G scale garden railroad?

First off, I'm new here so hello to the newsgroup!
I recently acquired a nifty Buddy L "limited edition" G scale set which
I would like to use as the beginnings of a garden railroad. I have a few questions about this...
1. Most if not all of the extra track I've looked at is brass. How bad is that for corrosion when used outdoors? How difficult is it to keep it clean?
2. The track that came with the set appears to be steel and/or chrome, but it looks like it's compatible with the brass tracks. Does anyone know if this steel track can be used outdoors? There's nothing in the kit about this one way or another.
3. I'd like to have some tunnels. Not real long, but not real short either. My concern here is accessibility for maintenance, cleaning, etc. Any thoughts or suggestions?
4. What scale should I use when building structures to go with this kit?
5. Is there any vital piece of info I should know about building and maintaining an outdoor railroad?
That's about all for now. Any help will be appreciated. TIA!
Oh, and Merry Christmas everyone!
-- Ray V
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The brass rail will quickly oxidize to a dull brown color. Unlike my experience with HO brass rail, I find the G gauge oxidized brass rail (I use a combination of LGB and Aristocraft) does not interfere with the operation of my trains. I have found the oxide and dirt crried by rain doe interfere with conductivity through the manufacturer's slip-on fishplates, so that I have shifted to the use of the bolted rail clamps. I made a track cleaning car oust of a piece of plexiglass mounted on two trucks with a weighted, floating Masonite pad that rubs on the rail heads and is guided by two vertical nails passing loosely through holes in the plexiglass. The rough side of the Masonite cleans the rails sufficiently if it's been les than a week or so sine last operating. If it's been longer, I add a folded paper towel spritzed with 409 to the pad for a couple loops of the layout, then make a couple more loops with just the Masonite. The 409 helps get up the black crud that collects on the rail after rains and under trees.

I got one old Bachmann set with track that was just inverted "U" shapped sheet metal over a plastic rail form cast on the tie strip. I did not feel this was sturdy enough to use outside, and was not compatible with the rail clamps I use. It looked to me like the metal was not stainless steel, so that the bright plating would soon wear off and rust the steel.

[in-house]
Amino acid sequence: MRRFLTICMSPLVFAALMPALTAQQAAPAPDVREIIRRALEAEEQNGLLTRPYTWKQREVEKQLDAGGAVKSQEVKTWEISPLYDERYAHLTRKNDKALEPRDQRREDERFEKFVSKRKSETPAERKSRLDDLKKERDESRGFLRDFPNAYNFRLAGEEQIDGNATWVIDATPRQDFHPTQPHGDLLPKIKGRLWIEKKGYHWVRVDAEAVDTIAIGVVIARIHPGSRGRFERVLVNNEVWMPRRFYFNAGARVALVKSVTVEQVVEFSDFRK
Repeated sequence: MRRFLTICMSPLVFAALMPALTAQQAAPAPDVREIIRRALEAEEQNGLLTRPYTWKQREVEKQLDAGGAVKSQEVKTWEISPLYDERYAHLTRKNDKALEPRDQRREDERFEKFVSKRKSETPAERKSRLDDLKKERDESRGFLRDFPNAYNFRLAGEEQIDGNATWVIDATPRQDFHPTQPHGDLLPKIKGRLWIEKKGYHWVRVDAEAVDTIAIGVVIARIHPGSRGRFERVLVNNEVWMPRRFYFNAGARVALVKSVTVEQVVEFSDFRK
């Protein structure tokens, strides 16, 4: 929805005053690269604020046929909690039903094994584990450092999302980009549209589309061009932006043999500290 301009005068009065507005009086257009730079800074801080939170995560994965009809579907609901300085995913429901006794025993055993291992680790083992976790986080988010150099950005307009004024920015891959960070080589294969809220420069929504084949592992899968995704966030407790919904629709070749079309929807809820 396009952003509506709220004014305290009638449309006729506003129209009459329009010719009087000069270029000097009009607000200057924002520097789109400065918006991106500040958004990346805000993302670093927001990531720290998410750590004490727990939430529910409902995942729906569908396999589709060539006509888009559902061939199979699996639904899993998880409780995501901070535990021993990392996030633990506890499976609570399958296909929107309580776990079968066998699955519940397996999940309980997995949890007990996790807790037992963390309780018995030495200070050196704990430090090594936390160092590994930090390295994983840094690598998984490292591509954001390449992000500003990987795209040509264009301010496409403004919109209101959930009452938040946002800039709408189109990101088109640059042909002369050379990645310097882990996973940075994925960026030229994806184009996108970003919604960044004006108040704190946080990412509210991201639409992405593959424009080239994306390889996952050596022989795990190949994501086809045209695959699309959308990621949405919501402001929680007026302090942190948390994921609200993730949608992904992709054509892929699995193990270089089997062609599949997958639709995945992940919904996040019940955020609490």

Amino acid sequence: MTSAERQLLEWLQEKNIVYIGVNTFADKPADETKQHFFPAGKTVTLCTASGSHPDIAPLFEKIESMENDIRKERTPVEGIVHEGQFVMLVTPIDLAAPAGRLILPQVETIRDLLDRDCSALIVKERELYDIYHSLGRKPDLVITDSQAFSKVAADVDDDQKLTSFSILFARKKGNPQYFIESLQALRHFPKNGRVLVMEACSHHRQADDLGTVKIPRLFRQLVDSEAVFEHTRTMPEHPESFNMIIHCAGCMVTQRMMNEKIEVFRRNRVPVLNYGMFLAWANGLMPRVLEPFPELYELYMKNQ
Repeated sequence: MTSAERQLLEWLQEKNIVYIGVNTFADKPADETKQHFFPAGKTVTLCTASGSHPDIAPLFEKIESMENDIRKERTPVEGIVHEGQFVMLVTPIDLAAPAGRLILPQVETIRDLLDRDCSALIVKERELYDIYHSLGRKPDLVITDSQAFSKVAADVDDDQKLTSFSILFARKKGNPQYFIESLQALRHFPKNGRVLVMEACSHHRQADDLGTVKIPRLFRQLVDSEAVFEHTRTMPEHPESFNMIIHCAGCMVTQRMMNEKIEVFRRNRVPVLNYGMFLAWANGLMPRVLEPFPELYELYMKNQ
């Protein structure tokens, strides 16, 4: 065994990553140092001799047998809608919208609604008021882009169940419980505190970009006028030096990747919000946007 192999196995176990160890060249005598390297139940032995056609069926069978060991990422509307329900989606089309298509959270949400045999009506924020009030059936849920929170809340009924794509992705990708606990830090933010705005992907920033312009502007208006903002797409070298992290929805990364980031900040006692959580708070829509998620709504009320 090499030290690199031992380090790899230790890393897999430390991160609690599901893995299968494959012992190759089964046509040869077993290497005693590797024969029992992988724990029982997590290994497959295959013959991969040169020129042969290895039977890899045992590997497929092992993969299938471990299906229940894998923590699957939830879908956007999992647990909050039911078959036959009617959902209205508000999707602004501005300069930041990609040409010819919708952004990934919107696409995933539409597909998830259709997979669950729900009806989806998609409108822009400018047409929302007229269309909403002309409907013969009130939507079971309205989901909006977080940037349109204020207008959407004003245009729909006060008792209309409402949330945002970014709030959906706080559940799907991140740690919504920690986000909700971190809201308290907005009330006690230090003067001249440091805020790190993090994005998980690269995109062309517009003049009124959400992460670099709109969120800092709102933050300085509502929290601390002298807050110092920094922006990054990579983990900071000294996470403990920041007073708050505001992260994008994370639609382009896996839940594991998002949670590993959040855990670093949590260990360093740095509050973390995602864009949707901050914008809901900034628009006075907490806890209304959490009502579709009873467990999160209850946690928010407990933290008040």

I don't have any tunnels, so can't help, save that other outdoor layouts I've visited often have doors to keep critters frm making homes in the idle tunnels.

Scale is difficult in G gauge - it varies from 1:32 for correctly sized standard gauge (No. 1 scale), 1:29 for standard gauge prototype trains by Aristocraft and others, 1:24 for narrow gauge prototype trains by Bachmann and others (it works out that 1:29 models of standard gauge prototypes and 1:24 models of US 3 foot gauge prototypes as about the same physical size and thus look very reasonable when combined in a train), 1:22.5 for LGB models of European meter gauge prototypes, and 1:20.3 for correctly scaled models of US 3 foot gauge prototype trains. I'm not familiar with your 2-6-2 but it looks to be a model of a standard gauge prototype and is probably near 1:29 proportion. In spite of this, I'd recommend using 1:24 for any structured you build, both because 1/2" to the foot will be easy to use ib making measurements, and because many commercially available G gauge structures are in about that scale, should you ever add some to your RR.

Mount the track securely. The magazines describe elaborate concrete sub-roadbed designs, but I have found using pressure treated 2x4 buried level with the ground to be practical. Do allow for thermal expansion of the rail. Make provision for water drainage.

Good luck and have fun!! Geezer
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Thanks for the tips!
Had a couple of my grand-daughters over today, ages 4 and 6. Even with nothing more than a simple oval, they got a kick out of the new train, taking turns running it and giving rides to their dolls.
That should make it a little easier to convince my wife to let me make major changes to the yard in order to build a decent layout. :)
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Better to use the thought of her having to do less yard work due to the space used by the railroad and of course you doing yard work to keep up the railroad.
Tim.
snipped-for-privacy@aol.com wrote:

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